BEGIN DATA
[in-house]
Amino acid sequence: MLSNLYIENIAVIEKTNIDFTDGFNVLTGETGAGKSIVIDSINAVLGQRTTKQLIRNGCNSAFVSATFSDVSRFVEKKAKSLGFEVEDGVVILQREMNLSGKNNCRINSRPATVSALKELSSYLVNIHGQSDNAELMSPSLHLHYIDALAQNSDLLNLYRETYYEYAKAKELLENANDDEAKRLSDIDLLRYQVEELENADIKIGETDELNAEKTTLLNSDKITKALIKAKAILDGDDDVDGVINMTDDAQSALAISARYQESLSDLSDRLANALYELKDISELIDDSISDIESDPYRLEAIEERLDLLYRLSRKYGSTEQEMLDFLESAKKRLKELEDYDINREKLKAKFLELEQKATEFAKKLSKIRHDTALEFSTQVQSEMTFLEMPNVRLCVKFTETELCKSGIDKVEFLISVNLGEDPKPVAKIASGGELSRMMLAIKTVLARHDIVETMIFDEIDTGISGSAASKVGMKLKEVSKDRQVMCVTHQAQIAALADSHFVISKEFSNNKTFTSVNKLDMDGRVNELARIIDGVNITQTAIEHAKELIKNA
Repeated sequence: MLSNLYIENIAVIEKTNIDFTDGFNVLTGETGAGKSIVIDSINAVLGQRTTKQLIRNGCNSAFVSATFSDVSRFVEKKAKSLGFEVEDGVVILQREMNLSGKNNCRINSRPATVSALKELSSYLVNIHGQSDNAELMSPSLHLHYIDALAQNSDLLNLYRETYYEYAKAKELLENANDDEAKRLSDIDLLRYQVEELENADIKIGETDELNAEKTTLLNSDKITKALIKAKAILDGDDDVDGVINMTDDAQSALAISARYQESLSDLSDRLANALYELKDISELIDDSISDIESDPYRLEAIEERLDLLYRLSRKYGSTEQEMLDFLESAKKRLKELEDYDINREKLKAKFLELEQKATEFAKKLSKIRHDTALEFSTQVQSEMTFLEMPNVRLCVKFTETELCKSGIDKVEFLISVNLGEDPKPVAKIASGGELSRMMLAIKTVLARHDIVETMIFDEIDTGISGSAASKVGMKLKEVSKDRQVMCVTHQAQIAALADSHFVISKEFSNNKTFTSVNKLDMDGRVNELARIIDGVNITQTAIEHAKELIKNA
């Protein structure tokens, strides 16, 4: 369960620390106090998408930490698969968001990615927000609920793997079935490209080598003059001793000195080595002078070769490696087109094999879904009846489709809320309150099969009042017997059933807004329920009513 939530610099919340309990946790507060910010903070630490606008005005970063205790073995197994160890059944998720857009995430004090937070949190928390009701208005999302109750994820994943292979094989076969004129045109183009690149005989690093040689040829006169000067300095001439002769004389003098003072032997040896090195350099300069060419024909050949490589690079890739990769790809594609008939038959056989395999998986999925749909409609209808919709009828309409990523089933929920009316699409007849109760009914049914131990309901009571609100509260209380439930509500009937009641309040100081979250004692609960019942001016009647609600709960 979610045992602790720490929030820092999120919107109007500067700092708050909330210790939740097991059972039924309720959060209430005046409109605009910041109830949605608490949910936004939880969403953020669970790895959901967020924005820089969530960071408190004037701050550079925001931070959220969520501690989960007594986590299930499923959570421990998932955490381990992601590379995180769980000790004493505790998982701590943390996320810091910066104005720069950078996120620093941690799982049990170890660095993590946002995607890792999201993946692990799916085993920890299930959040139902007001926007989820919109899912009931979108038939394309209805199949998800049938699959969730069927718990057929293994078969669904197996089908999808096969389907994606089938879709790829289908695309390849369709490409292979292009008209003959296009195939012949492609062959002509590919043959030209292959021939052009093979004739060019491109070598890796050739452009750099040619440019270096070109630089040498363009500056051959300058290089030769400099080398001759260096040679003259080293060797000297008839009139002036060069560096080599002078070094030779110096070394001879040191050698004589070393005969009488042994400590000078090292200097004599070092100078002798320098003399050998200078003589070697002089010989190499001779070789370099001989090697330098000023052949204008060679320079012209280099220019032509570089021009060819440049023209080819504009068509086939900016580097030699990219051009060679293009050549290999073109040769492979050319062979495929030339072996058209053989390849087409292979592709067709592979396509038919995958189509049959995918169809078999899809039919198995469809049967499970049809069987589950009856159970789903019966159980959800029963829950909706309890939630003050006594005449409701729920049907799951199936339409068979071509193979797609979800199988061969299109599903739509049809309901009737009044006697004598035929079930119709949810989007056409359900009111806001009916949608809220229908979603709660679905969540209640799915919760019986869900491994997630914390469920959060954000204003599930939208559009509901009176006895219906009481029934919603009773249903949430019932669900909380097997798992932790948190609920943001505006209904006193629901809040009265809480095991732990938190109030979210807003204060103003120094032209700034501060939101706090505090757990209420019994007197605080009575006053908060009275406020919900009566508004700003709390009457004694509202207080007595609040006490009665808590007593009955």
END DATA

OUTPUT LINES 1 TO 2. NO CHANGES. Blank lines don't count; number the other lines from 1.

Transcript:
[in-house]
Amino acid sequence: MLSNLYIENIAVIEKTNIDFTDGFNVLTGETGAGKSIVIDSINAVLGQRTTKQLIRNGCNSAFVSATFSDVSRFVEKKAKSLGFEVEDGVVILQREMNLSGKNNCRINSRPATVSALKELSSYLVNIHGQSDNAELMSPSLHLHYIDALAQNSDLLNLYRETYYEYAKAKELLENANDDEAKRLSDIDLLRYQVEELENADIKIGETDELNAEKTTLLNSDKITKALIKAKAILDGDDDVDGVINMTDDAQSALAISARYQESLSDLSDRLANALYELKDISELIDDSISDIESDPYRLEAIEERLDLLYRLSRKYGSTEQEMLDFLESAKKRLKELEDYDINREKLKAKFLELEQKATEFAKKLSKIRHDTALEFSTQVQSEMTFLEMPNVRLCVKFTETELCKSGIDKVEFLISVNLGEDPKPVAKIASGGELSRMMLAIKTVLARHDIVETMIFDEIDTGISGSAASKVGMKLKEVSKDRQVMCVTHQAQIAALADSHFVISKEFSNNKTFTSVNKLDMDGRVNELARIIDGVNITQTAIEHAKELIKNA